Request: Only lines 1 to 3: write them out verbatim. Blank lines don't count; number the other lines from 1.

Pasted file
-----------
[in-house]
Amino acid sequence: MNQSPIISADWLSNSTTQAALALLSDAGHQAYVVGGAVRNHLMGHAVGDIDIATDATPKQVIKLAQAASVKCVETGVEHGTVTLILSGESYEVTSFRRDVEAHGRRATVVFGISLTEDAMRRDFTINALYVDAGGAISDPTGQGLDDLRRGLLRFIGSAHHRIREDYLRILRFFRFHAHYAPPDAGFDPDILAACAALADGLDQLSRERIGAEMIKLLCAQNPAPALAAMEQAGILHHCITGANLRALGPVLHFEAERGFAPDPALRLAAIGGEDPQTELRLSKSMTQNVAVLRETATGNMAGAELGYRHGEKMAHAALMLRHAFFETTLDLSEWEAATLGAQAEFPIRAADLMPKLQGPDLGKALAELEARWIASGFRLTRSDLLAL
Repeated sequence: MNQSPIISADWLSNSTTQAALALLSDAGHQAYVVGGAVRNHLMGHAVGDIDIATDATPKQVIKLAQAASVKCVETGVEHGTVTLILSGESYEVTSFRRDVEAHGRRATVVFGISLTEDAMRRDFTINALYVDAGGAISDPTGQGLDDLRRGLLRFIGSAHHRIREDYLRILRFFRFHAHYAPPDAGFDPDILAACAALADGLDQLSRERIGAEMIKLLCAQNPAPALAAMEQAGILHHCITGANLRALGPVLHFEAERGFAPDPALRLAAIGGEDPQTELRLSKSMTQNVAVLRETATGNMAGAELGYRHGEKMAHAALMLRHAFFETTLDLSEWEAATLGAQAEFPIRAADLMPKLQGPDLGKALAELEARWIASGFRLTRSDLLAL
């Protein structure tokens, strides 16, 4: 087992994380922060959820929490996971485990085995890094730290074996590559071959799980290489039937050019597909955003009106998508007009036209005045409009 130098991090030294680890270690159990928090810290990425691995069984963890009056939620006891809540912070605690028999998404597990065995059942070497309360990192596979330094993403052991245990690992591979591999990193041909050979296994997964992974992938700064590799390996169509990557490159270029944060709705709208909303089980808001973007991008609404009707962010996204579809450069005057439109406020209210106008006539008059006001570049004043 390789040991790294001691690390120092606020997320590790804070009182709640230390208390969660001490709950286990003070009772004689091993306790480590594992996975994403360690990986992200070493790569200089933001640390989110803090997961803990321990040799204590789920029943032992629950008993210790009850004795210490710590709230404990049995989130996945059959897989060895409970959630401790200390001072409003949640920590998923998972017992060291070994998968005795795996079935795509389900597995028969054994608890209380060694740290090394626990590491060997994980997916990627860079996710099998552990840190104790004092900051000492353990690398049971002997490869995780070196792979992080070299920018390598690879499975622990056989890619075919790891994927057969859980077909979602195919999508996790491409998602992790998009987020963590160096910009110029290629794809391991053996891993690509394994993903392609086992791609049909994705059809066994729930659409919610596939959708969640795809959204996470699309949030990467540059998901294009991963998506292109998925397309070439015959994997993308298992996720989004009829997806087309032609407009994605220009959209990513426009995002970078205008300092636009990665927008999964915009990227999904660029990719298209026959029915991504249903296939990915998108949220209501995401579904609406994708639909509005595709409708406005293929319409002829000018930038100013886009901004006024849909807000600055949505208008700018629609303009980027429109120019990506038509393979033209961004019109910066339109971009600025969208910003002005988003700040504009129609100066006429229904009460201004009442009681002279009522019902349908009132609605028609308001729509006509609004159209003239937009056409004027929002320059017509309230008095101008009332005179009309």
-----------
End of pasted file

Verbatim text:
[in-house]
Amino acid sequence: MNQSPIISADWLSNSTTQAALALLSDAGHQAYVVGGAVRNHLMGHAVGDIDIATDATPKQVIKLAQAASVKCVETGVEHGTVTLILSGESYEVTSFRRDVEAHGRRATVVFGISLTEDAMRRDFTINALYVDAGGAISDPTGQGLDDLRRGLLRFIGSAHHRIREDYLRILRFFRFHAHYAPPDAGFDPDILAACAALADGLDQLSRERIGAEMIKLLCAQNPAPALAAMEQAGILHHCITGANLRALGPVLHFEAERGFAPDPALRLAAIGGEDPQTELRLSKSMTQNVAVLRETATGNMAGAELGYRHGEKMAHAALMLRHAFFETTLDLSEWEAATLGAQAEFPIRAADLMPKLQGPDLGKALAELEARWIASGFRLTRSDLLAL
Repeated sequence: MNQSPIISADWLSNSTTQAALALLSDAGHQAYVVGGAVRNHLMGHAVGDIDIATDATPKQVIKLAQAASVKCVETGVEHGTVTLILSGESYEVTSFRRDVEAHGRRATVVFGISLTEDAMRRDFTINALYVDAGGAISDPTGQGLDDLRRGLLRFIGSAHHRIREDYLRILRFFRFHAHYAPPDAGFDPDILAACAALADGLDQLSRERIGAEMIKLLCAQNPAPALAAMEQAGILHHCITGANLRALGPVLHFEAERGFAPDPALRLAAIGGEDPQTELRLSKSMTQNVAVLRETATGNMAGAELGYRHGEKMAHAALMLRHAFFETTLDLSEWEAATLGAQAEFPIRAADLMPKLQGPDLGKALAELEARWIASGFRLTRSDLLAL